David Hanson: As my hon. Friend will know, not only have attacks on police officers risen by about 7% in the past seven years, but those attacks are on fewer police officers. We have lost 20,000 police officers, so there is now more chance of a police officer being attacked than there was seven years ago.
David Hanson: What steps the Government are taking to increase long-term support for Rohingya refugees in Bangladesh.
David Hanson: I accept that the UK is the largest bilateral donor, but the Secretary of State will know there is a United Nations conference on the issue next week. Will she clarify today the UK Government’s objectives at that conference? How will she put pressure on other countries to step up to the plate, too?
David Hanson: Over 450 of the people who work at Ellesmere Port live on the Welsh side of the border, only 12 miles away. I am pleased that the Minister has said that she is meeting with the Cabinet Secretary for Economy and Infrastructure in Wales, Ken Skates, to discuss that. Will she give a commitment today to ensure that he is involved in discussions about the three big issues, which are cost, the...
David Hanson: Can the Minister assure me that we will retain the European arrest warrant, retain co-operation with other European police forces and use all the powers we have in Europe, as well as in the United Kingdom, to bring such assets to justice?
David Hanson: Two of the three murders in the prison system last year were at Long Lartin. Last week, two individuals were convicted of the murder of a prisoner committed in June in Long Lartin. In the last four years, there have been four murders in Long Lartin. Why does Long Lartin seem to have more murders than any other prison in the country?
David Hanson: Many businesses in my constituency, particularly sheep and dairy farmers, are signing contracts early in the new year for exports in 2019. What certainty can the Secretary of State give them about pricing for 2019?
David Hanson: What steps the Government are taking to tackle the gender pay gap.
David Hanson: The gender pay gap remains as high as 34% in the east midlands. In my region in Wales, it is now 18%. That is largely due to the efforts of the Welsh Assembly Government in trying to support organisations in Wales, funded by the European social fund. What assessment has the Minister made of the use of that fund to help to close the gender pay gap? Will she examine this, to replicate it...
David Hanson: On that point about protecting the budget, can the Minister say how much of that is central Government funding and how much of it is allowing local precepts to be raised?
David Hanson: I congratulate my hon. Friend the Member for Birmingham, Selly Oak (Steve McCabe) on an excellent contribution and summary of some of the concerns relating to aggressive antisocial behaviour. I want to start by saying very firmly that the police are trying to do a good job and want to reduce antisocial behaviour as much as my hon. Friend and other Members who have spoken do. However, the...
David Hanson: What recent discussions he has had with the Chancellor of the Exchequer on improving pension transition arrangements for women born in the 1950s.
David Hanson: My hon. Friend the Member for Swansea East (Carolyn Harris) and I, Members of the Minister’s own party, and all Opposition parties in this House, including the Democratic Unionist party, have introduced a Bill, to be debated on 27 April, to provide for transitional arrangements to be put in place. Will the Minister support the Bill? If not, will he tell the House why not?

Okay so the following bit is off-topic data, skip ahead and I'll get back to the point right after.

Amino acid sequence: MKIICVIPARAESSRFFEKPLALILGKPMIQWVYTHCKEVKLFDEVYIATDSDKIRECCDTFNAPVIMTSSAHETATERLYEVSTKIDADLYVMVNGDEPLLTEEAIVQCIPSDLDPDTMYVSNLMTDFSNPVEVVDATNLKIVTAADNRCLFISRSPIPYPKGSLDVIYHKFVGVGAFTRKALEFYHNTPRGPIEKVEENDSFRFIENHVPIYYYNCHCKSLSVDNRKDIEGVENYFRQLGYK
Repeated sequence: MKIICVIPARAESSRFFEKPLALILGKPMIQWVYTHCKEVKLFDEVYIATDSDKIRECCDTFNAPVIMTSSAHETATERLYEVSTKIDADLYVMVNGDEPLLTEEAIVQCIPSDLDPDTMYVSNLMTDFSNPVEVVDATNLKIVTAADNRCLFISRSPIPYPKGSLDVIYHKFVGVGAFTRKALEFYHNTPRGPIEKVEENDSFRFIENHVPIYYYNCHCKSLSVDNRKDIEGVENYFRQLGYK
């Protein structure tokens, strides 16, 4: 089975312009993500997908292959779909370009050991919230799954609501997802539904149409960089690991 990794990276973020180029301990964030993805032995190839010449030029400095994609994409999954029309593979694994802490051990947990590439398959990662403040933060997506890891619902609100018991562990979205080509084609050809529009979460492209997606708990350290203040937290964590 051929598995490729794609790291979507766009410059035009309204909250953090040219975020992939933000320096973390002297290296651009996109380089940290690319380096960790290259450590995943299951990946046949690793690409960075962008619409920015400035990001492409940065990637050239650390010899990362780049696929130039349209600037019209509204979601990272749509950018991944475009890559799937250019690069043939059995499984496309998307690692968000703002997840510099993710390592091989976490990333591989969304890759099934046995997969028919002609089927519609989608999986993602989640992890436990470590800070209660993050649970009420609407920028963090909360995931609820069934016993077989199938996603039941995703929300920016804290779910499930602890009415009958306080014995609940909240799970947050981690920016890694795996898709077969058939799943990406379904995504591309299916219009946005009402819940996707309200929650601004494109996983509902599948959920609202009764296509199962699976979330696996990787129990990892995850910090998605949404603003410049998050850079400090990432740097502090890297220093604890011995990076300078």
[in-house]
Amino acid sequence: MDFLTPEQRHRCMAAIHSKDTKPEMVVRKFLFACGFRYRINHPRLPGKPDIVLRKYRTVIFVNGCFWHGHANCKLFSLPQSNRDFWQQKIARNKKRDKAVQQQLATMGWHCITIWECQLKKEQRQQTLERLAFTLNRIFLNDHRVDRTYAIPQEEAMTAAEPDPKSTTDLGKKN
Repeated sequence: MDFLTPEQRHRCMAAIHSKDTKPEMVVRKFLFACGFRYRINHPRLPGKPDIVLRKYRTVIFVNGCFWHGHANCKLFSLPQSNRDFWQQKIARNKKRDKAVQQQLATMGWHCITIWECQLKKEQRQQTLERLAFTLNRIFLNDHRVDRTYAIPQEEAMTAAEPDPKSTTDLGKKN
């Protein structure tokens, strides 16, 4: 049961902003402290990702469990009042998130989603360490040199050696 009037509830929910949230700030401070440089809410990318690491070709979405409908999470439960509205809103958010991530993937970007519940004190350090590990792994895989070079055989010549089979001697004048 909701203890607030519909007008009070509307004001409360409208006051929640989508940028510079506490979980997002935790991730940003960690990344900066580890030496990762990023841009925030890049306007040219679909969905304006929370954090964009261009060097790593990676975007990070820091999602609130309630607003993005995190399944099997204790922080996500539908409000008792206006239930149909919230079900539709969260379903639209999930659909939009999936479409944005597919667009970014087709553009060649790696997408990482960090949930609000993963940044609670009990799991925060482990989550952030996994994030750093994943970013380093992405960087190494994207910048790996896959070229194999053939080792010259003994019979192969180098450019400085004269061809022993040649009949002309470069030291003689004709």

David Hanson: North Wales has been identified as one of the places to go to in the world this year, and with Chester on our doorstep and Liverpool close by, we are a tourist destination of choice. When can the Minister give certainty about visas, or the potential for visas, for European Union citizens post the EU exit, because we service Ireland and we have many visitors from the mainland EU?
David Hanson: Before I call the Minister to respond to the debate, I remind her to leave, if possible, one minute at the end for the hon. Member for Scunthorpe (Nic Dakin) to sum up.
David Hanson: It’s a miracle; everyone got in.
David Hanson: I am going to have to impose a limit of three minutes for the moment, which should just about get everybody in before the Front-Bench spokespeople begin their deliberations.
David Hanson: Order. I am going to call Norman Lamb next, but self-evidently a number of hon. Members wish to speak. To get them in, I will have to impose a time limit, which I will announce after Norman Lamb has spoken. The hon. Member for Glasgow North West (Carol Monaghan) has graciously said that she will cut short her remarks, so I intend the Front-Bench speeches to start at five past 4, and I ask...
David Hanson: Order. Self-evidently Mr Dakin’s debate has given me a challenge. At least 13 Members want to speak; I must call the Scottish National party spokesperson at 4 pm, and there are the Labour party spokesperson and the Minister to get in, so there is a limited time. Given the enormous Opposition interest, I think that Opposition Members in particular will have to restrain their comments...
David Hanson: I will just make a couple of very quick comments. I did not intend to speak in detail, but given that there is time, I will. I happen to be the Member of Parliament for six members of the Shrewsbury 24. I know, even today, how they live with the consequences of that blacklisting. One of my constituents has been the Labour mayor of the town I live in, has been a Labour councillor and sat on...